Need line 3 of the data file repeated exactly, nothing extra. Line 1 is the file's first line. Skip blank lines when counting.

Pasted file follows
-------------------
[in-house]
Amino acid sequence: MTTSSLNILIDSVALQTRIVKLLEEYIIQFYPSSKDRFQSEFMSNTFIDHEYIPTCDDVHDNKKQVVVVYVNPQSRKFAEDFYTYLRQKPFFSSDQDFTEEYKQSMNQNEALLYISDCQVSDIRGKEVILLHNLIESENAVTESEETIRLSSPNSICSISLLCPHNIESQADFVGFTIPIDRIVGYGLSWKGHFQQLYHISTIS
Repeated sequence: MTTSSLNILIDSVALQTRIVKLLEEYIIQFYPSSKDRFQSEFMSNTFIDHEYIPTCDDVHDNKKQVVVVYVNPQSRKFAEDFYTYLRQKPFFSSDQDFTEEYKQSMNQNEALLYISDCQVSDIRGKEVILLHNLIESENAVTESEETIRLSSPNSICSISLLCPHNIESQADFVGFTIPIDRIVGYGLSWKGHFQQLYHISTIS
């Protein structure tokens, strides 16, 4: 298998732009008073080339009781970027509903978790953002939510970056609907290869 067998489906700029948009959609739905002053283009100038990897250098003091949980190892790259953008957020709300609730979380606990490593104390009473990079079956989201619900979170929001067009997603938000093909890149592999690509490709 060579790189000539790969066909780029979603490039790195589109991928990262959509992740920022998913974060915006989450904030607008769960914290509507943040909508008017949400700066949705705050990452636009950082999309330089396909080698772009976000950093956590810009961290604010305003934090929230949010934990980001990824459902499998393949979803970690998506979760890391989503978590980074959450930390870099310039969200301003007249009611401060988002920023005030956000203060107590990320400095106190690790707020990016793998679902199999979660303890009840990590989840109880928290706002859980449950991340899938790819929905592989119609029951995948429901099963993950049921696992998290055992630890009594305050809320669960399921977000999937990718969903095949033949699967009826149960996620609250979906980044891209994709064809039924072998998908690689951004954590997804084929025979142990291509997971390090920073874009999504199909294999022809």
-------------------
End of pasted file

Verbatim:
Repeated sequence: MTTSSLNILIDSVALQTRIVKLLEEYIIQFYPSSKDRFQSEFMSNTFIDHEYIPTCDDVHDNKKQVVVVYVNPQSRKFAEDFYTYLRQKPFFSSDQDFTEEYKQSMNQNEALLYISDCQVSDIRGKEVILLHNLIESENAVTESEETIRLSSPNSICSISLLCPHNIESQADFVGFTIPIDRIVGYGLSWKGHFQQLYHISTIS